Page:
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Saturday, August 2, 2008

Anti-Corn-Law League

Obviously there are big differences between 19th century England and countries that today have high tariffs on agricultural products. But there is still one lesson to be learned from the British repeal of the Corn Laws in 1846: the role principles played in the face of practical considerations in securing the repeal (see quotes below). Note that the Corn Laws actually provided for tariffs on wheat(1).

Quoted from Landlordism and Liberty: Aristocratic Misrule and the Anti-Corn-Law League by Richard F. Spall, Jr.
The members of the Anti-Corn-Law League tended to view aristocratic privilege
and influence in political and social institutions as well as economic relationships
as forms of monopoly, and monopoly was something Leaguers opposed in all
its variations. This fact is central to an understanding of the nature and scope
of opposition to aristocratic misrule by the ACLL. Leaguers were part of an emerg-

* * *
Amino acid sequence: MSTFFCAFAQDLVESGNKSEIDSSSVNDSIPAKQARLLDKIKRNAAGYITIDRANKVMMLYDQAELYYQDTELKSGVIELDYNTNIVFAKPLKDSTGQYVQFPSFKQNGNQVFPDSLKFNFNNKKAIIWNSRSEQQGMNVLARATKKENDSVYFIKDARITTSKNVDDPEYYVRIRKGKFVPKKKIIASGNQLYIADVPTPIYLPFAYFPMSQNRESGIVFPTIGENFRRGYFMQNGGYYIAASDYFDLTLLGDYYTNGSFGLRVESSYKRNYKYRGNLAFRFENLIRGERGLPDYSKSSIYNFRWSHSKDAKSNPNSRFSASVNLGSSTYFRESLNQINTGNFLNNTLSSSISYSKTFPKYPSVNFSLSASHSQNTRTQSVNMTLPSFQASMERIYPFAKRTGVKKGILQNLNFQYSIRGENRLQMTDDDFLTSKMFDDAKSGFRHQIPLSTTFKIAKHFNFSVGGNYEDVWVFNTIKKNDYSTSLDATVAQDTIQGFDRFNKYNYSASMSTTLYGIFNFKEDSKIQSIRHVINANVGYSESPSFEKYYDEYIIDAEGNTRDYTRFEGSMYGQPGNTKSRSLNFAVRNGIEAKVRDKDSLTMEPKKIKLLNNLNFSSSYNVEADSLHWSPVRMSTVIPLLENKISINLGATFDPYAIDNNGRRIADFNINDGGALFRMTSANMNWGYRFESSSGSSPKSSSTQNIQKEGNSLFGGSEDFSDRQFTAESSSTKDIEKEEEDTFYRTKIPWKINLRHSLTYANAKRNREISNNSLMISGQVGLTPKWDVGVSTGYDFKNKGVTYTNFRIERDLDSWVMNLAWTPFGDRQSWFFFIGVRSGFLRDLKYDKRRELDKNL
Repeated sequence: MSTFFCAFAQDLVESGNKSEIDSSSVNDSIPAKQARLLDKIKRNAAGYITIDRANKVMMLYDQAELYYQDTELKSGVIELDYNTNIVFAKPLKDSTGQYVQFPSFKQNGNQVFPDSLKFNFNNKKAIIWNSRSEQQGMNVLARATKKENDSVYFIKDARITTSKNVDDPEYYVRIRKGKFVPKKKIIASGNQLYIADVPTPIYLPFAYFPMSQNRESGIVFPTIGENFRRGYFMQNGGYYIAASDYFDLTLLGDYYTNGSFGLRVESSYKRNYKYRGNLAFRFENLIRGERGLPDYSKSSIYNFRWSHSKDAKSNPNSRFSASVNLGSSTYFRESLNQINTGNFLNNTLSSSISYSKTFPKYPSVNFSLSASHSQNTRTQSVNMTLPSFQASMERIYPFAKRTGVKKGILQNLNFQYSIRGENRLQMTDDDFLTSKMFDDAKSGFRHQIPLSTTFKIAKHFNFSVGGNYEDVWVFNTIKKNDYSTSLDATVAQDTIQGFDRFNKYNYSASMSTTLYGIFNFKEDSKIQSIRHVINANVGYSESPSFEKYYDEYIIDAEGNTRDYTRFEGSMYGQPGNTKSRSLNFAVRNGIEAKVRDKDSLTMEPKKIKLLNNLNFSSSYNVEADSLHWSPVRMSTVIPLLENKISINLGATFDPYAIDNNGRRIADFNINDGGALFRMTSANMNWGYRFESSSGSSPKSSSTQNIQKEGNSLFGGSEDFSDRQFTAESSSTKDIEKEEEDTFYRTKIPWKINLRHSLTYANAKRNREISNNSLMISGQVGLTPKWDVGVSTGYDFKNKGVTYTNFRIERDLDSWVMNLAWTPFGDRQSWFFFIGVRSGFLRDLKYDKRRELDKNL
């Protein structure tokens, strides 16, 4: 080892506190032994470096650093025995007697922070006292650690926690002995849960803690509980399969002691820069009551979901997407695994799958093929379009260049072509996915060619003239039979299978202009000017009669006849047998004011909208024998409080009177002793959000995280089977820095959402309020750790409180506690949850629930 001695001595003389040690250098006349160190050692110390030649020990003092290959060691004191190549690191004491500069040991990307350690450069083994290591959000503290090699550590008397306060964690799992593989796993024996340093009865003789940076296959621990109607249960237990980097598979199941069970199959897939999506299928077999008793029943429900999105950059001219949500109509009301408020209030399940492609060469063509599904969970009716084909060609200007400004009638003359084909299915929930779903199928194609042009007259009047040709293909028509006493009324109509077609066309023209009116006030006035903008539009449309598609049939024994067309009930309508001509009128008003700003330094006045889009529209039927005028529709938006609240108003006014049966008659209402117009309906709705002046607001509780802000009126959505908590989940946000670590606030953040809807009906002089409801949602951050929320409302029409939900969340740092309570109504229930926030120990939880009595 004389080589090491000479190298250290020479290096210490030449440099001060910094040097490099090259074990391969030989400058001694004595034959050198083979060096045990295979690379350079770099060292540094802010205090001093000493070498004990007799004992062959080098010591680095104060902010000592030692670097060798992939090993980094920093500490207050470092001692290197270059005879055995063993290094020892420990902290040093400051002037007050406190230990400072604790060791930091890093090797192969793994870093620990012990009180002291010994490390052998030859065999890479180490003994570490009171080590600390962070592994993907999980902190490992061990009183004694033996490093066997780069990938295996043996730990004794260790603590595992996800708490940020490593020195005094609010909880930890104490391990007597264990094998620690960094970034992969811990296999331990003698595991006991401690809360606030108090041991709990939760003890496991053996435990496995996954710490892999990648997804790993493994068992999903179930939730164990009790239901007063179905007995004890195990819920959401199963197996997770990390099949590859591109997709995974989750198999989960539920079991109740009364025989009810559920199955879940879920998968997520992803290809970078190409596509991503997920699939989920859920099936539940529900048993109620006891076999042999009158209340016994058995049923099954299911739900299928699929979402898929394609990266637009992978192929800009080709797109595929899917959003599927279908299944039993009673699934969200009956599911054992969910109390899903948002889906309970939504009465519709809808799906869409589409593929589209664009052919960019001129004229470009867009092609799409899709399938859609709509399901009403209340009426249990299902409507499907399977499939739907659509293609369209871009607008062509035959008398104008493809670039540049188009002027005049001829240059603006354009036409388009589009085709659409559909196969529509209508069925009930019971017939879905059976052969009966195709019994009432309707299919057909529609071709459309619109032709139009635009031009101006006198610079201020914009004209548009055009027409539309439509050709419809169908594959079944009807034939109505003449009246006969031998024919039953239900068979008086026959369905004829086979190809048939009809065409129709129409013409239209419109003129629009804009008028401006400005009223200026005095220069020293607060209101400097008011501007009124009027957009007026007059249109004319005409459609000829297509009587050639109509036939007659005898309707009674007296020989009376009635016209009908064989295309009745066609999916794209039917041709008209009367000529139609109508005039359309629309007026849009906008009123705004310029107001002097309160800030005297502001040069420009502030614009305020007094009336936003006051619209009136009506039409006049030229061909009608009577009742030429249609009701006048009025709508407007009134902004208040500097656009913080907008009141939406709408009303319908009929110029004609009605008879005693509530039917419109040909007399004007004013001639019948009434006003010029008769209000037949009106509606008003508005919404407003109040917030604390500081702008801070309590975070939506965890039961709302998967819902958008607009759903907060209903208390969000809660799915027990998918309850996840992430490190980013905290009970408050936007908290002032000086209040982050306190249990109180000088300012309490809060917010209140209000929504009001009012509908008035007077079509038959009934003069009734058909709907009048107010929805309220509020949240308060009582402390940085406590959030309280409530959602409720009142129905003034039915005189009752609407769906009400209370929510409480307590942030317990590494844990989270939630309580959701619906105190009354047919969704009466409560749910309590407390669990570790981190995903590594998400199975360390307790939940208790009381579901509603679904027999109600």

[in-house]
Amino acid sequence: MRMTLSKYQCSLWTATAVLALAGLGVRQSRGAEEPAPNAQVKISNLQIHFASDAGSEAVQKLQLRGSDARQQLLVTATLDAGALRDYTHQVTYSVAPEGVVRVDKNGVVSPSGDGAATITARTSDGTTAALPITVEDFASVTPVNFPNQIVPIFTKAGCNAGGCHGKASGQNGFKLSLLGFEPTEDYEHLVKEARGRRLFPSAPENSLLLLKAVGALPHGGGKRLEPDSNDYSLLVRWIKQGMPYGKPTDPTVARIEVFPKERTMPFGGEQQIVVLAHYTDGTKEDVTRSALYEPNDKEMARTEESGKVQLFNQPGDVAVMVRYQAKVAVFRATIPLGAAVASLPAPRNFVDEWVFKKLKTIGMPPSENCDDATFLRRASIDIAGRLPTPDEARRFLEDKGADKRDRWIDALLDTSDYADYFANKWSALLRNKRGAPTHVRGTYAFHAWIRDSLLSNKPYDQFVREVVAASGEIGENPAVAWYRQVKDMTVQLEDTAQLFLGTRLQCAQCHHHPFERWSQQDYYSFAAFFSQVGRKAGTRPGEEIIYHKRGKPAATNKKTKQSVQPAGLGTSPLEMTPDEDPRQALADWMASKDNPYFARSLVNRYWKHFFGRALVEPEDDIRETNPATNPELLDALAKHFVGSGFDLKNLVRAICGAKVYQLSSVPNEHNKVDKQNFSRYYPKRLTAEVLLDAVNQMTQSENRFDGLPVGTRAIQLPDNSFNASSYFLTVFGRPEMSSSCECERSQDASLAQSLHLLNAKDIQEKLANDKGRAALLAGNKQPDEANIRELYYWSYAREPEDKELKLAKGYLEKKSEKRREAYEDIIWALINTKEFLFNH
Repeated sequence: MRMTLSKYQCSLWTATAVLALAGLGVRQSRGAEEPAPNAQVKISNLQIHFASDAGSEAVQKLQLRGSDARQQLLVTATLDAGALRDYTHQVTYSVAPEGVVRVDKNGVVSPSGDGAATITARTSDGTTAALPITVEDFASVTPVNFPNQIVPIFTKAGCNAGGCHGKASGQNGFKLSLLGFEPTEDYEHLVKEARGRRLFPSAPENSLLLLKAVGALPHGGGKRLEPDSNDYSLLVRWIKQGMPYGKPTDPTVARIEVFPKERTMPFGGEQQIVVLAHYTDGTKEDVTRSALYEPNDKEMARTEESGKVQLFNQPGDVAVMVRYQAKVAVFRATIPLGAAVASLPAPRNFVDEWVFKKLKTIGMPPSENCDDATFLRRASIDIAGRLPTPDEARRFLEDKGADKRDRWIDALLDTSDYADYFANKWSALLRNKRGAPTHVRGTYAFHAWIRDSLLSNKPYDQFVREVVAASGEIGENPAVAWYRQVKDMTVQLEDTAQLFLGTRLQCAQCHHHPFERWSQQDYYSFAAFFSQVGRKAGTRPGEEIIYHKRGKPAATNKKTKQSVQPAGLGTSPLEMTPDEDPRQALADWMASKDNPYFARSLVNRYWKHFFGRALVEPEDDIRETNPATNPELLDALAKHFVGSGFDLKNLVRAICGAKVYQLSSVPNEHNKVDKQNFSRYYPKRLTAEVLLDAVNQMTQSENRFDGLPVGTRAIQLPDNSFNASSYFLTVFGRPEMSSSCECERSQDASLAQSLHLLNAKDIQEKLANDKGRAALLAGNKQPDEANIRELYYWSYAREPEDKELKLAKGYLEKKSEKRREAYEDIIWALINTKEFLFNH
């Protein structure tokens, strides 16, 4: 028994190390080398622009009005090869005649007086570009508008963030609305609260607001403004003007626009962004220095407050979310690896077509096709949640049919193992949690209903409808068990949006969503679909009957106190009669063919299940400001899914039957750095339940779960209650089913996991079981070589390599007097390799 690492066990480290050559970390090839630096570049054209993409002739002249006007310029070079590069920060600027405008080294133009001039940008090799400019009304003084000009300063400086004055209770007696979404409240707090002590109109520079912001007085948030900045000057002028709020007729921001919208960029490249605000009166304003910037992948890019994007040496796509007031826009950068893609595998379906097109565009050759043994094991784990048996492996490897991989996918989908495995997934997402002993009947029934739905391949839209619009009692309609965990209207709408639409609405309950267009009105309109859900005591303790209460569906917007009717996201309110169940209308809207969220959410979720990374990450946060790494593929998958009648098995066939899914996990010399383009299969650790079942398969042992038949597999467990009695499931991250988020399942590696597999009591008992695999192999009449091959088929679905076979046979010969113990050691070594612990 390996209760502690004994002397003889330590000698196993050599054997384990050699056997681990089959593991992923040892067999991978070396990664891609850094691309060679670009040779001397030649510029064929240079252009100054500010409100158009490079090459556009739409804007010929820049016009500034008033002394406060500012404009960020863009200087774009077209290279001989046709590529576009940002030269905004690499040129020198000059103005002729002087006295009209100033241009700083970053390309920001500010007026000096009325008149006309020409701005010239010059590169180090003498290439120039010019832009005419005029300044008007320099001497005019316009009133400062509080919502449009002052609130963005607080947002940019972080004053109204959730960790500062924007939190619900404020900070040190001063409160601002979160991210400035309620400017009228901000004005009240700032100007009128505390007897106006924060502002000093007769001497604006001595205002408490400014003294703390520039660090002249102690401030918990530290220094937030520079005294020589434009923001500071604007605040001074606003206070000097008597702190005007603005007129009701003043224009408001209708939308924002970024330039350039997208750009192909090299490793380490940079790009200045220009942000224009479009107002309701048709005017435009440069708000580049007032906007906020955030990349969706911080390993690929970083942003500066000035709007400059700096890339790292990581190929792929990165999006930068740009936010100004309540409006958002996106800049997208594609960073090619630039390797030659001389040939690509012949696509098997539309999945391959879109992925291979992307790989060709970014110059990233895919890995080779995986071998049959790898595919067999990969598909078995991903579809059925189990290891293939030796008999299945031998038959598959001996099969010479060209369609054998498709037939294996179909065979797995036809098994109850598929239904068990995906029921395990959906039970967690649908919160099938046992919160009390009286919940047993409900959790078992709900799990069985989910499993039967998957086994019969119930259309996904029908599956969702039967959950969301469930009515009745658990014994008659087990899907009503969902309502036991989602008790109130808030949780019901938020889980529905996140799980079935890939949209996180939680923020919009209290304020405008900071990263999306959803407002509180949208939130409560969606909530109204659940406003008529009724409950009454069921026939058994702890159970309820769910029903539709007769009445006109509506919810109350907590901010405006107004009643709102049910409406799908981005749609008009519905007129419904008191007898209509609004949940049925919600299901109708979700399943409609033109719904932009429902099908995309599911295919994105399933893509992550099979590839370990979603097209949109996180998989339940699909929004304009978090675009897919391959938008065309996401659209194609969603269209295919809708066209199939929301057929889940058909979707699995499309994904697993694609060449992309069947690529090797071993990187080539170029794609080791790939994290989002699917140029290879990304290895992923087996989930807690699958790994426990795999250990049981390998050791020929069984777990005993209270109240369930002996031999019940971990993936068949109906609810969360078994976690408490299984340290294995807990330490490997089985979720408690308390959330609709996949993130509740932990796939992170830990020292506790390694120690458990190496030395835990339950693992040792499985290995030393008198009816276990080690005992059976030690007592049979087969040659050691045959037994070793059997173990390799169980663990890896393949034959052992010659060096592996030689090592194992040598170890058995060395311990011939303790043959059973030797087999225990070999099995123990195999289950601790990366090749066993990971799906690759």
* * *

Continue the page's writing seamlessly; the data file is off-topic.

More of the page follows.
ing liberal consensus that placed a very high value on freedom from the con-
straints of the state, particularly with respect to economic affairs; they opposed
the legacy of medieval restrictions and regulations on manufacuring and trade,
and deeply resented the continued influence of a privileged landed aristocracy.
This developing and cardinal liberal doctrine is in many ways summed up in
opposition to monopoly in all its manifestations, and the ACLL was no small
contributor to this tradition.
Quoted from "What Crushed the Corn Laws" by

The repeal of the Corn Laws depended on shifting ideologies. Prime Minister Peel was persuaded to change his position on the issue through the power of argument alone, and he brought with him a large number from his party who were loyal to him. The landed classes had no direct economic interest in opening the country to free trade and they still possessed a stranglehold on political power. Cobden himself seriously doubted whether repeal would have carried in the face of continued opposition from Peel.[36]

Deterministic readings that ignore the events, people, and debates end up providing theory that is either myopic, insufficiently supported, or even contradictory to the facts. Lord Robbins is correct in his assessment: "Any account …of the coming of free trade in the United Kingdom which omitted the influence of economic thought and of economists would be defective and, indeed, absurd."[37]

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